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Throwing the Skyline a Curve

A New Residential Building on Mass. Ave. Uses Waves to Stir Up a Sea of Concrete

By Benjamin Forgey
Washington Post Staff Writer
Saturday, October 23, 2004; Page C05

This column is about an exception to an unhappy rule -- a splendid new residential tower at the intersection of Massachusetts Avenue with H and Fourth streets NW, one of those made-in-Washington triangular sites.

What makes the building splendid is, quite simply, the quality of its architecture. This is a brick edifice that celebrates brick, a triangular structure that dramatizes its shape with subtly undulating walls, a certifiable Washington building that nonetheless breaks the old mold.

The 262-unit condominium tower at 400 Massachusetts Ave. NW, designed by the local firm of Philip Esocoff & Associates, uses curved slabs, changes in texture and varying window sizes to create elegant, rhythmic facades. (Photos James A. Parcell -- The Washington Post)

What makes the building an exception is the mediocre architectural quality of a trio of nearby residential buildings, also new. Unfortunately, mediocrity is the great character flaw of most of the new residential buildings downtown.

Make no mistake, the fact that these buildings even exist is an economic plus. It used to be, when you saw construction cranes crowding the downtown skyline, you could be sure another office building boomlet was underway. No longer.

Once again, there are cranes all over the place. But today chances are strong that those cranes will be hoisting window units to the upper floors of an apartment building or loft condominium.

This change seems almost a miracle to seasoned observers of downtown's fortunes. Plans to create a truly "living downtown," to quote former mayor Marion Barry's decades-old slogan, have failed time and again.

The missing element has always been the same: People who call downtown home. There was a flurry of residential construction near Pennsylvania Avenue and Seventh Street NW during the late 1980s and early 1990s, most of it subsidized by the federal Pennsylvania Avenue Development Corp. But the resulting Penn Quarter neighborhood remained an isolated enclave.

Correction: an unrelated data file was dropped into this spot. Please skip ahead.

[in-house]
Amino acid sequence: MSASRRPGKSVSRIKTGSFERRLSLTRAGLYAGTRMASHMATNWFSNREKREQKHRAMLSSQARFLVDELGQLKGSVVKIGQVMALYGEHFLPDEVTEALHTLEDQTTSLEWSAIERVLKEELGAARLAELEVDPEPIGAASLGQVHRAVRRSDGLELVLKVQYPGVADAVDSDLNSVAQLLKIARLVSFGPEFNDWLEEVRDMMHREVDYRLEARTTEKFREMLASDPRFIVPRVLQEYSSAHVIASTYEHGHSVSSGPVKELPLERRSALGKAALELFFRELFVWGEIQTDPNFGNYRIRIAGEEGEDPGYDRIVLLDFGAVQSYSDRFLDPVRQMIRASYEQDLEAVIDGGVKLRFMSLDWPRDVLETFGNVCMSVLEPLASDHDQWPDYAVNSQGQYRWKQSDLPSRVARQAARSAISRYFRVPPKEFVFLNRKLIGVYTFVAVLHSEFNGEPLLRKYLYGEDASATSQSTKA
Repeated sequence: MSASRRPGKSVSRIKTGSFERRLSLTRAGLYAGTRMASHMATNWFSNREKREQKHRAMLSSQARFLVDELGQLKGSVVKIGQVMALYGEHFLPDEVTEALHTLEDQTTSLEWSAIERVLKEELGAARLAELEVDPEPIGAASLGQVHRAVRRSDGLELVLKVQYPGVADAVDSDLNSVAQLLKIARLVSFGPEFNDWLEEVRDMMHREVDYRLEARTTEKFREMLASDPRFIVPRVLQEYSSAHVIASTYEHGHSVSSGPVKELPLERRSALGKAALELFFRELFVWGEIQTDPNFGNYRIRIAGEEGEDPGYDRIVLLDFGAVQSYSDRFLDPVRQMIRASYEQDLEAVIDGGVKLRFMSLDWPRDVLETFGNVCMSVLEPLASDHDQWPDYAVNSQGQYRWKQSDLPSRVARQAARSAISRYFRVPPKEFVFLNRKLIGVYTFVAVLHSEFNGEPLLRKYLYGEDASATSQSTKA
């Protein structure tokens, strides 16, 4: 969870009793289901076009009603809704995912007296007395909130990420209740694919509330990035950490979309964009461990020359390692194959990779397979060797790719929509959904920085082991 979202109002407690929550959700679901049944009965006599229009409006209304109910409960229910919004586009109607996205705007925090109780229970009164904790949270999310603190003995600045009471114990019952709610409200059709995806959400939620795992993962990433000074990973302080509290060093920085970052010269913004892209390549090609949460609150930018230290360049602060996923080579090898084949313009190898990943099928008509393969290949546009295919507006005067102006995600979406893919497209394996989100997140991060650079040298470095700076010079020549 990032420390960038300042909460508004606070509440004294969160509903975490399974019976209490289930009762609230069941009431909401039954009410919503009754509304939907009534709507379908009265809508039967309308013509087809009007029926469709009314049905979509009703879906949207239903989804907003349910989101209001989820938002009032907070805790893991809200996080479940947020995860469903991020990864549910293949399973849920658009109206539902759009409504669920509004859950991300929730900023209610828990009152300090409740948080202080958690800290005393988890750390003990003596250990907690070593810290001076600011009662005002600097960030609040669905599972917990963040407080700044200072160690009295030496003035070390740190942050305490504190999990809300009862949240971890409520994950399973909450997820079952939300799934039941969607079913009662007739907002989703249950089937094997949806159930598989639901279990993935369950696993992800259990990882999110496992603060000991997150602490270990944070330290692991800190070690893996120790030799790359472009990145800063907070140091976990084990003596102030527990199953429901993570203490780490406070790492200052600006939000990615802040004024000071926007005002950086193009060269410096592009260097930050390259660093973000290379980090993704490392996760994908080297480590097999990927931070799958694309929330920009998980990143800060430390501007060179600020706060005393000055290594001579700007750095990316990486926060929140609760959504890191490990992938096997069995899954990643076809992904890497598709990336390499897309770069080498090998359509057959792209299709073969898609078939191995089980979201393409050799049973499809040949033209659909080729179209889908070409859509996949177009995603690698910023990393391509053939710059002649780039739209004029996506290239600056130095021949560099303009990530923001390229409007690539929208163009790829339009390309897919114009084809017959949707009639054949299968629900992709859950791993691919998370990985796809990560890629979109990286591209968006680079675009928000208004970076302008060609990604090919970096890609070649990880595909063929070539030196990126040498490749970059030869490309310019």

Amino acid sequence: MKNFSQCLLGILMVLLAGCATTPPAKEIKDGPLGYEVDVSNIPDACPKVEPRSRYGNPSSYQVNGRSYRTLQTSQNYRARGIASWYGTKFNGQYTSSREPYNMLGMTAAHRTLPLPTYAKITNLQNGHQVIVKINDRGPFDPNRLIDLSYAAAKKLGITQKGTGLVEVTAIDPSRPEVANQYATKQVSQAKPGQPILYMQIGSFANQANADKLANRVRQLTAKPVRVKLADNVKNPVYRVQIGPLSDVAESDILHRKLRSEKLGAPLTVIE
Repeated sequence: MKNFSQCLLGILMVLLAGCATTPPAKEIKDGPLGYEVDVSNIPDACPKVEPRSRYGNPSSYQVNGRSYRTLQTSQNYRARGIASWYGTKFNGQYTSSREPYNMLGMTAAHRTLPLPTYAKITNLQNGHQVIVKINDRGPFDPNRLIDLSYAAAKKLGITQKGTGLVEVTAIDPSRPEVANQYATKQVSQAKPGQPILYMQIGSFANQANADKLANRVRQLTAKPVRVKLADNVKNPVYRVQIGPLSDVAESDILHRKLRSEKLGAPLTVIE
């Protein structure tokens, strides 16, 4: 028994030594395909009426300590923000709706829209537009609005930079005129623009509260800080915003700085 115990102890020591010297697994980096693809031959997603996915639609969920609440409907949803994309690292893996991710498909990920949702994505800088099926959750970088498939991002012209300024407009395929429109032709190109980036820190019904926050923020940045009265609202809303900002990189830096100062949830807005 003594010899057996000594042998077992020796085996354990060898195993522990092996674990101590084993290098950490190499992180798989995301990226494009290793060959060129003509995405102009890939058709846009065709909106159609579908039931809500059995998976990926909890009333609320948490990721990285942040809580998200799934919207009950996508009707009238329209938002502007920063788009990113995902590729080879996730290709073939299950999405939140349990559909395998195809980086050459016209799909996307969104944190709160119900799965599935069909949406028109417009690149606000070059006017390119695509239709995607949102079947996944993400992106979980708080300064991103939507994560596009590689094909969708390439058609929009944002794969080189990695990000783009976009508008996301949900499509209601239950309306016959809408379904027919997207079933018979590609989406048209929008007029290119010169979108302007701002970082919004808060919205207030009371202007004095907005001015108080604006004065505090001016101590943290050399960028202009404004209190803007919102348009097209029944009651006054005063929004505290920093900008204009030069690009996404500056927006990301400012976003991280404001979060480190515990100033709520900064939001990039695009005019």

Until now. Penn Quarter is being joined by high-density residences to the north, mainly in Chinatown and on both sides of Massachusetts Avenue. Besides adding to the city's tax base, the new residents are sure to have a strong impact on the liveliness of downtown streets. This is important. A healthy center is vital to the entire city.

Still, high costs are a cause for concern. Monthly rents of $2,500 are not rare, and condo prices can soar to $1 million or more. This price inflation threatens the stability of low-income neighborhoods in Chinatown and north of Massachusetts Avenue. Such prices also make one wonder about the long-term sustainability of the downtown housing market: The supply of single entrepreneurs, childless two-lawyer families and empty-nester suburbanites cannot, after all, be endless.

So far, however, so good. Except in architecture! In a city known for the quality of its apartment buildings, this is an astonishing oversight.

Most developers of large downtown residential towers promise to provide their customers with exercise rooms, party facilities, rooftop pools and other amenities. But they seem clueless to the fact that, more than anything else, high-quality architecture is the guarantor of long-term viability -- for an individual project, and for a neighborhood.

Of the four new buildings on a four-block stretch of Massachusetts Avenue, for instance, only one meets this crucial quality test. It is the 262-unit condominium tower at 400 Massachusetts Ave. NW, developed by Faison Enterprises and designed by the Washington firm of Philip Esocoff & Associates.

About the three others, the best I can say is that they get passing grades. Meridian at Gallery Place, the largest of the group with 462 units, gets maybe a D. It's a masonry hulk (with nice balconies) that looks as though it got lost on the way to a run-of-the-mill suburban location.

Sovereign Square, a 246-unit apartment building paired with a Hampton Inn Hotel, stretches an entire block on the north side of Massachusetts Avenue between Fifth and Sixth streets NW. It deserves perhaps a solid C. Its most interesting characteristic is the change in style between the drearily conventional hotel and the slightly peppier, more contemporary, more metallic wing housing the apartments.

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